When realignment went into effect, there were warnings that switching to less strict local probation would lead to an overall increase in crime. Los Angeles Chief of Police Charlie Beck predicted
that the city might see a 3-percent increase in crime due to realignment. So far, in Los Angeles, there actually has been a decrease in crime since the program began. From October 21, 2011 to January 14, 2012, the city's crime rate was down about 6 percent from the same period during the previous year. Los Angeles County Sheriff Lee Baca, who had initially opposed the realignment plan, recently spoke
in support of it. Money for the future
But the program is still on tenuous footing. Because the governor couldn't drum up enough support in the legislature last year to secure permanent funding for realignment, the program was funded for only one year through a diversion of funds from the state sales tax and vehicle licensing fees. To secure funds for the future — and prevent realignment funds from being diverted to education — Brown has proposed
a ballot initiative, to be voted on this November, that would constitutionally protect county realignment funding and impose a tax increase for education.
"Tying the initiative to these two areas is very smart politics," says Dan Schnur, director of the Jesse M. Unruh Institute of Politics at the University of Southern California. "Support for these issues largely cuts across demographic and partisan lines."
Brown has convinced the state's associations of counties, sheriffs and chief probation officers, which all were considering similar ballot initiatives to protect realignment funding, to consider supporting his initiative, despite their concerns that it means convincing Californians to vote for a tax increase.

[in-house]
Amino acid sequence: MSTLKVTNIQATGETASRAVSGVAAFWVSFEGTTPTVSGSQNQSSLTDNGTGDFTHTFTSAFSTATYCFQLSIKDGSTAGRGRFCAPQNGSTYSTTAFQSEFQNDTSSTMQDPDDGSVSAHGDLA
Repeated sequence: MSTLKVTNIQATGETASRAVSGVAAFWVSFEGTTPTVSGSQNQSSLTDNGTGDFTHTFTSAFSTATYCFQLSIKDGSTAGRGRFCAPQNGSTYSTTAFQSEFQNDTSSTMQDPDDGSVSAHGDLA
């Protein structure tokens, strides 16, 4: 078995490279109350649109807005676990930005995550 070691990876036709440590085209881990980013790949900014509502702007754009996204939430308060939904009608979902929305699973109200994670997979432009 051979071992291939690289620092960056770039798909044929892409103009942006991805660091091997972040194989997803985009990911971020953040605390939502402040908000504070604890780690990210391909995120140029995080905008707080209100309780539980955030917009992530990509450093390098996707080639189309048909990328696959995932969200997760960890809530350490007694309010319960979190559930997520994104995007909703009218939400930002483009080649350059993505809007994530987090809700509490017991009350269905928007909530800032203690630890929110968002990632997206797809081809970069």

Mariposa County Sheriff Doug Binnewies says that without secure long-term funding, small counties like his will have a hard time managing realignment. His department faced a $1.3 million deficit in 2011-12, and, Binnewies says, "with more inmates in jail, it's a larger cost to the sheriff and the communities, because we have the related costs of medical care, medications, and mental health services." Mariposa County received about $283,000 from the state to cover its realignment costs for 2011-12.
What remains to be seen is whether realignment will make good on its promises to reduce prison costs and curb California's recidivism rate of more than 70 percent. Barry Krisberg, the director of research and policy at University of California's Earl Warren Institute on Law and Social Policy, is concerned that the spending and results at the county level are not being officially tracked. "There's a big assumption that this is going to lead to reduced recidivism rates, but how would we know that? This is the first time we've ever had a program this big with no systemized study mechanism, and right now the only way we would know what is happening from county to county is by sharing stories. We're on the level of stories, not research."
Krisberg does concede that realignment seems to be helping the state meet the Supreme Court-ordered reductions in state prison population. "The sky is not falling," Krisberg says, "but we could do better. I would not recommend to any other state that they do realignment this way."